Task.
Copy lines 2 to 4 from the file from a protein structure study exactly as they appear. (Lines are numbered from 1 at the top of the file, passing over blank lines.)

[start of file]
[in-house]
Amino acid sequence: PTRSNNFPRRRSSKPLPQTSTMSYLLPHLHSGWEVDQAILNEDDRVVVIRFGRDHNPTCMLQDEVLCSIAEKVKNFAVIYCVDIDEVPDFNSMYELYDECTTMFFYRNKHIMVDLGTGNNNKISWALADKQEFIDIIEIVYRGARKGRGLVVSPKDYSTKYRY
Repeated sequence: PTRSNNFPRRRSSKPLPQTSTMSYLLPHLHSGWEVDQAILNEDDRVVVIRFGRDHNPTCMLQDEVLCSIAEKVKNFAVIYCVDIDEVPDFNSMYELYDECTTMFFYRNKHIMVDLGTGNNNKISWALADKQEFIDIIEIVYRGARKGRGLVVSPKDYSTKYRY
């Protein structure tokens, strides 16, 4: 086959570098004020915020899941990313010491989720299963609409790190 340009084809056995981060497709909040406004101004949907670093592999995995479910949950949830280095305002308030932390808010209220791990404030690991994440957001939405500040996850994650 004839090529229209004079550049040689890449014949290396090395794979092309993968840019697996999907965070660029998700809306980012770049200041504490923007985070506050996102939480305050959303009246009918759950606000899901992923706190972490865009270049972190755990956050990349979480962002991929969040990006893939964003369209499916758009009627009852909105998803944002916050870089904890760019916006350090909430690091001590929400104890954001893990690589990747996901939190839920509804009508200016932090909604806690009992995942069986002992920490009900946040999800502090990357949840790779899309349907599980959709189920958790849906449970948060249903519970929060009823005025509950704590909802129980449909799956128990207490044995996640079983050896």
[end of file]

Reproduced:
Amino acid sequence: PTRSNNFPRRRSSKPLPQTSTMSYLLPHLHSGWEVDQAILNEDDRVVVIRFGRDHNPTCMLQDEVLCSIAEKVKNFAVIYCVDIDEVPDFNSMYELYDECTTMFFYRNKHIMVDLGTGNNNKISWALADKQEFIDIIEIVYRGARKGRGLVVSPKDYSTKYRY
Repeated sequence: PTRSNNFPRRRSSKPLPQTSTMSYLLPHLHSGWEVDQAILNEDDRVVVIRFGRDHNPTCMLQDEVLCSIAEKVKNFAVIYCVDIDEVPDFNSMYELYDECTTMFFYRNKHIMVDLGTGNNNKISWALADKQEFIDIIEIVYRGARKGRGLVVSPKDYSTKYRY
């Protein structure tokens, strides 16, 4: 086959570098004020915020899941990313010491989720299963609409790190 340009084809056995981060497709909040406004101004949907670093592999995995479910949950949830280095305002308030932390808010209220791990404030690991994440957001939405500040996850994650 004839090529229209004079550049040689890449014949290396090395794979092309993968840019697996999907965070660029998700809306980012770049200041504490923007985070506050996102939480305050959303009246009918759950606000899901992923706190972490865009270049972190755990956050990349979480962002991929969040990006893939964003369209499916758009009627009852909105998803944002916050870089904890760019916006350090909430690091001590929400104890954001893990690589990747996901939190839920509804009508200016932090909604806690009992995942069986002992920490009900946040999800502090990357949840790779899309349907599980959709189920958790849906449970948060249903519970929060009823005025509950704590909802129980449909799956128990207490044995996640079983050896």